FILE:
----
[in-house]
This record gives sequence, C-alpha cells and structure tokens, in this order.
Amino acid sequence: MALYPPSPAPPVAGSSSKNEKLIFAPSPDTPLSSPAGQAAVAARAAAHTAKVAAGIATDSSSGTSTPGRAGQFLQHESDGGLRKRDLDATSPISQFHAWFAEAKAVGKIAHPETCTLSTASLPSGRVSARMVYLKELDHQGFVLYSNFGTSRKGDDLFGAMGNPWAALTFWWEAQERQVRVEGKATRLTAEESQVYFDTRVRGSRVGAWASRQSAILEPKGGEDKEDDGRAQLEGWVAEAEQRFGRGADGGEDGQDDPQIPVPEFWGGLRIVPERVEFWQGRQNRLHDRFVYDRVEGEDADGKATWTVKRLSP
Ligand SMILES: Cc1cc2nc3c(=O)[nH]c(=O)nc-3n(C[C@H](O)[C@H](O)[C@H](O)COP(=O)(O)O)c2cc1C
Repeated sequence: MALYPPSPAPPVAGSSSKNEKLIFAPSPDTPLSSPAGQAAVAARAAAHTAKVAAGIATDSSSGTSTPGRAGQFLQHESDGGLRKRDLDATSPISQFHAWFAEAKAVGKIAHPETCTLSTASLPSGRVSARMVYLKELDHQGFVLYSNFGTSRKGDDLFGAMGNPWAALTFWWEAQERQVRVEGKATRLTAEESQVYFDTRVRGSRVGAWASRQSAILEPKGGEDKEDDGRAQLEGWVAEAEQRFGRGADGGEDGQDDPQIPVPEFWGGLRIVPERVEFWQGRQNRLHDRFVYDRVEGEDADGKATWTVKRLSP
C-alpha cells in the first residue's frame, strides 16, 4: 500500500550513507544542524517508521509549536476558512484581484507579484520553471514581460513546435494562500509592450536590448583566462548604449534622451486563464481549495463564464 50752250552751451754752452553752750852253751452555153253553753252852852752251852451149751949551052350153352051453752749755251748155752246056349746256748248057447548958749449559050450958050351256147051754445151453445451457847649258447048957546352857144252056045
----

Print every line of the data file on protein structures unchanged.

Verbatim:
[in-house]
This record gives sequence, C-alpha cells and structure tokens, in this order.
Amino acid sequence: MALYPPSPAPPVAGSSSKNEKLIFAPSPDTPLSSPAGQAAVAARAAAHTAKVAAGIATDSSSGTSTPGRAGQFLQHESDGGLRKRDLDATSPISQFHAWFAEAKAVGKIAHPETCTLSTASLPSGRVSARMVYLKELDHQGFVLYSNFGTSRKGDDLFGAMGNPWAALTFWWEAQERQVRVEGKATRLTAEESQVYFDTRVRGSRVGAWASRQSAILEPKGGEDKEDDGRAQLEGWVAEAEQRFGRGADGGEDGQDDPQIPVPEFWGGLRIVPERVEFWQGRQNRLHDRFVYDRVEGEDADGKATWTVKRLSP
Ligand SMILES: Cc1cc2nc3c(=O)[nH]c(=O)nc-3n(C[C@H](O)[C@H](O)[C@H](O)COP(=O)(O)O)c2cc1C
Repeated sequence: MALYPPSPAPPVAGSSSKNEKLIFAPSPDTPLSSPAGQAAVAARAAAHTAKVAAGIATDSSSGTSTPGRAGQFLQHESDGGLRKRDLDATSPISQFHAWFAEAKAVGKIAHPETCTLSTASLPSGRVSARMVYLKELDHQGFVLYSNFGTSRKGDDLFGAMGNPWAALTFWWEAQERQVRVEGKATRLTAEESQVYFDTRVRGSRVGAWASRQSAILEPKGGEDKEDDGRAQLEGWVAEAEQRFGRGADGGEDGQDDPQIPVPEFWGGLRIVPERVEFWQGRQNRLHDRFVYDRVEGEDADGKATWTVKRLSP
C-alpha cells in the first residue's frame, strides 16, 4: 500500500550513507544542524517508521509549536476558512484581484507579484520553471514581460513546435494562500509592450536590448583566462548604449534622451486563464481549495463564464 50752250552751451754752452553752750852253751452555153253553753252852852752251852451149751949551052350153352051453752749755251748155752246056349746256748248057447548958749449559050450958050351256147051754445151453445451457847649258447048957546352857144252056045